Conference Dates

October 4-9, 2015


It is well known that the grain boundaries (GBs) act as a barrier for dislocation motion (Clark 1992), leading to the well-known strength increase with reduced grain size, as explained by the Hall-Petch relation. Unfortunately the strength increase often leads to a reduction of ductility, except one example: Nano-twinned microstructures. The twin-boundary (TB) dislocation interaction is still not thoroughly understood (Imrich 2014, Gumbsch 2006).

Recent developments in deforming micron sized samples on synchrotron beamlines allow to study the interplay of the single dislocation with a specific grain boundary. In present work we conduct in situ compression on micron-sized copper specimens with differently oriented coherent Σ3 twin boundaries. The samples were grown by the Bridgman method and subsequently fabricated using FIB milling. The in situ Laue microdiffraction experiments (µLaue) were performed on BM32 at the ESRF synchrotron light source. The experiments allow a clear insight into the stress state, and the density and type of geometrically necessary dislocations stored inside the material during compression. The complementary in situ scanning electron microscope (SEM) experiments further allow to analyze slip transfer by slip step analysis.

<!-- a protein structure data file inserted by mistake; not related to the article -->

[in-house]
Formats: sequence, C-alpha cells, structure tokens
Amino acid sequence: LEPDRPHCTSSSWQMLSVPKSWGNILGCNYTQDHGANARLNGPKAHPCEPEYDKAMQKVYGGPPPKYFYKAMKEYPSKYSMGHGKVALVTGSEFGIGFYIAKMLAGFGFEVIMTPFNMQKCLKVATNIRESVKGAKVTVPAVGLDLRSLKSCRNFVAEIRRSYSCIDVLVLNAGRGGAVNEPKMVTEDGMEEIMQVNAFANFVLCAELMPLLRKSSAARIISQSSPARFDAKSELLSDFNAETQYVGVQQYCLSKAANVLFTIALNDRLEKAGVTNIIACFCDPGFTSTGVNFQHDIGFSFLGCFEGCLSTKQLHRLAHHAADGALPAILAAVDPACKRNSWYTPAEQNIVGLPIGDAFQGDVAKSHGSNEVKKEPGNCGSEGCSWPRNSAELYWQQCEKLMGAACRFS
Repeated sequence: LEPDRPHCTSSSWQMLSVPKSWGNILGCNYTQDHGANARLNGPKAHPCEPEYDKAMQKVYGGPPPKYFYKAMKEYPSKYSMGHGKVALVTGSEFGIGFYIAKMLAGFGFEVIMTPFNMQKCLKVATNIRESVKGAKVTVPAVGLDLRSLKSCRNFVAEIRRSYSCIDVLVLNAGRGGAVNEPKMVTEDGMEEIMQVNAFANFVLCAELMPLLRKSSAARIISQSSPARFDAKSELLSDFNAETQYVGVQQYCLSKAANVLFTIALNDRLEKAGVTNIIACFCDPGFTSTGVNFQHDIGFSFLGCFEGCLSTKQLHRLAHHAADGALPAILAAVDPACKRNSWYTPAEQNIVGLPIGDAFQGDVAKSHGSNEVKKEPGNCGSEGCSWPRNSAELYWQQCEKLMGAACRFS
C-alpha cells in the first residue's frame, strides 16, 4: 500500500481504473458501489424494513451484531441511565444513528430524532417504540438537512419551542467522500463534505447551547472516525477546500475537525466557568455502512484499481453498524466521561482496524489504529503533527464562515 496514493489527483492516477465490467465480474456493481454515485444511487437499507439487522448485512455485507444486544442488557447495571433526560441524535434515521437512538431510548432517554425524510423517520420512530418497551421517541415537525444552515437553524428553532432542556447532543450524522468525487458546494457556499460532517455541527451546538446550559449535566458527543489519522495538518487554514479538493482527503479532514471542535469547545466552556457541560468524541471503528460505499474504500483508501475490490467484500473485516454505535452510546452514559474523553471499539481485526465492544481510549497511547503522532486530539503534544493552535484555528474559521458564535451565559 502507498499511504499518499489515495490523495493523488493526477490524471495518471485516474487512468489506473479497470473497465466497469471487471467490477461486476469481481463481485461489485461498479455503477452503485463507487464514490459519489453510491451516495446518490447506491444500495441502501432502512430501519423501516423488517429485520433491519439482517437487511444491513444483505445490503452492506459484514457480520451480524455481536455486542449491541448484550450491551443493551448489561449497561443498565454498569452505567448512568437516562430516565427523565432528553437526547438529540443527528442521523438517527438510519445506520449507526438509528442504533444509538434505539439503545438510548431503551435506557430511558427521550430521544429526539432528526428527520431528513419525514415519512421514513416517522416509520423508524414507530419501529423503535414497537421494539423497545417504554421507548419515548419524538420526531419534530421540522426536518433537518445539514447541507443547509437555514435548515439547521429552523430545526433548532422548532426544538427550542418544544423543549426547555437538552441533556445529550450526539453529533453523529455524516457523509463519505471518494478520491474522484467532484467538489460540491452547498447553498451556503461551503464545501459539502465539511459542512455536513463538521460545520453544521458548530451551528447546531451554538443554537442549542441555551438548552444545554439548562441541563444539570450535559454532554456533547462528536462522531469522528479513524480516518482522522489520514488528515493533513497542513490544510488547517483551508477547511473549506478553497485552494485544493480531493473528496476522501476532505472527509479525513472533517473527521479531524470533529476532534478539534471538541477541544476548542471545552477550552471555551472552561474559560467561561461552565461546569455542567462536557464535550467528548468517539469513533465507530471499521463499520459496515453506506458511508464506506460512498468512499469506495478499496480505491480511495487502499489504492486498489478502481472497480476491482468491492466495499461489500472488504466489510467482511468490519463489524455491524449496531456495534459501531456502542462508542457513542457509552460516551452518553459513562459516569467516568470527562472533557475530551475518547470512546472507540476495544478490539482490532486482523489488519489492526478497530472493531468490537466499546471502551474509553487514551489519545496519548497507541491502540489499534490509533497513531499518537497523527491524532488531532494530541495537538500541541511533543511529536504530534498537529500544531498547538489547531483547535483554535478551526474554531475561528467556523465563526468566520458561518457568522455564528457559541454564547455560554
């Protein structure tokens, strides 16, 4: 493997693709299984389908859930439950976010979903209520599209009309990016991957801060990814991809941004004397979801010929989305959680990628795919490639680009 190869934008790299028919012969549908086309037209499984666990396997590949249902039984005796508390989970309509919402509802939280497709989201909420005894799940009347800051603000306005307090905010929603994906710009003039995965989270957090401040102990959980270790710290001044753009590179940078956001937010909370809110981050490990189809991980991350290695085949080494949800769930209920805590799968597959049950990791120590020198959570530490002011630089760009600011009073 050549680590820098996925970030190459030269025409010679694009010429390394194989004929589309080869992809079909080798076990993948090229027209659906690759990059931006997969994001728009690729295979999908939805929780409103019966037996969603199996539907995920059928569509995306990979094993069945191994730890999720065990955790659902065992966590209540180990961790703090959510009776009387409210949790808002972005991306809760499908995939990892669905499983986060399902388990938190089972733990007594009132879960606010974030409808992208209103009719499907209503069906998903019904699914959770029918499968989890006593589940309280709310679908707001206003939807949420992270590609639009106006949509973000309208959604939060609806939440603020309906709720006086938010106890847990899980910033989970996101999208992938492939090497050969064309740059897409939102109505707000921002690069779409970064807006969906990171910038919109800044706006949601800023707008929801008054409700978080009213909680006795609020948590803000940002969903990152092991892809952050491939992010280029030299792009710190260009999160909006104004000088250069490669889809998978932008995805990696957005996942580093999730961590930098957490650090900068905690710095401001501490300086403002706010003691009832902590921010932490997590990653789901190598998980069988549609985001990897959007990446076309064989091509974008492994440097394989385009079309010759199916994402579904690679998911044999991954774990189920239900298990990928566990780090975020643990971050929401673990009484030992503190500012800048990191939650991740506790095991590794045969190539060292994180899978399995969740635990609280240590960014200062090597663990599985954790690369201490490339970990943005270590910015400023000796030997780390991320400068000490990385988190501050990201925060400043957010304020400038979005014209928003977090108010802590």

The discussion will concentrate on the dislocation transmission mechanism through the TB and the necessity to store dislocations in some specific loading directions as against others.